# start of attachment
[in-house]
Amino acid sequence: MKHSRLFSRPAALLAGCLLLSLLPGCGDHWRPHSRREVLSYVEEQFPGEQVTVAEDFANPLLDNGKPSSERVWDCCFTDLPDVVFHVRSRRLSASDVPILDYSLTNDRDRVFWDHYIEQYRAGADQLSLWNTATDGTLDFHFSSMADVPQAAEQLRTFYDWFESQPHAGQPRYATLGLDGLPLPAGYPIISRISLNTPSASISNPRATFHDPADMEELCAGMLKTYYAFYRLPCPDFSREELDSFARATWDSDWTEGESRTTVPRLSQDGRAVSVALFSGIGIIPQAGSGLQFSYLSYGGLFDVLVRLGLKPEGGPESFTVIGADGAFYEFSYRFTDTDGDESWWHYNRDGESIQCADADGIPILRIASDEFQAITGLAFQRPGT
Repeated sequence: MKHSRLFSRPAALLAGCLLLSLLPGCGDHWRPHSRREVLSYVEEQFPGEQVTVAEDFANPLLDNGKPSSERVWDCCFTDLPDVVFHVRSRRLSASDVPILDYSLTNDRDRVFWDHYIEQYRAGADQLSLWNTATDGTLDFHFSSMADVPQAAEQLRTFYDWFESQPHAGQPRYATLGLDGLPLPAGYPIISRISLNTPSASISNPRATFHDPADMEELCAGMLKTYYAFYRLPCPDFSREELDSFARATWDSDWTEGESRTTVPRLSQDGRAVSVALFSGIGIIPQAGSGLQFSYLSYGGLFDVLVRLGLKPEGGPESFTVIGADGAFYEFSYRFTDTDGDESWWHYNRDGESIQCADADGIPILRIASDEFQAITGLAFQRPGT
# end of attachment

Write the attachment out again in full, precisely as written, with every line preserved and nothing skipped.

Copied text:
[in-house]
Amino acid sequence: MKHSRLFSRPAALLAGCLLLSLLPGCGDHWRPHSRREVLSYVEEQFPGEQVTVAEDFANPLLDNGKPSSERVWDCCFTDLPDVVFHVRSRRLSASDVPILDYSLTNDRDRVFWDHYIEQYRAGADQLSLWNTATDGTLDFHFSSMADVPQAAEQLRTFYDWFESQPHAGQPRYATLGLDGLPLPAGYPIISRISLNTPSASISNPRATFHDPADMEELCAGMLKTYYAFYRLPCPDFSREELDSFARATWDSDWTEGESRTTVPRLSQDGRAVSVALFSGIGIIPQAGSGLQFSYLSYGGLFDVLVRLGLKPEGGPESFTVIGADGAFYEFSYRFTDTDGDESWWHYNRDGESIQCADADGIPILRIASDEFQAITGLAFQRPGT
Repeated sequence: MKHSRLFSRPAALLAGCLLLSLLPGCGDHWRPHSRREVLSYVEEQFPGEQVTVAEDFANPLLDNGKPSSERVWDCCFTDLPDVVFHVRSRRLSASDVPILDYSLTNDRDRVFWDHYIEQYRAGADQLSLWNTATDGTLDFHFSSMADVPQAAEQLRTFYDWFESQPHAGQPRYATLGLDGLPLPAGYPIISRISLNTPSASISNPRATFHDPADMEELCAGMLKTYYAFYRLPCPDFSREELDSFARATWDSDWTEGESRTTVPRLSQDGRAVSVALFSGIGIIPQAGSGLQFSYLSYGGLFDVLVRLGLKPEGGPESFTVIGADGAFYEFSYRFTDTDGDESWWHYNRDGESIQCADADGIPILRIASDEFQAITGLAFQRPGT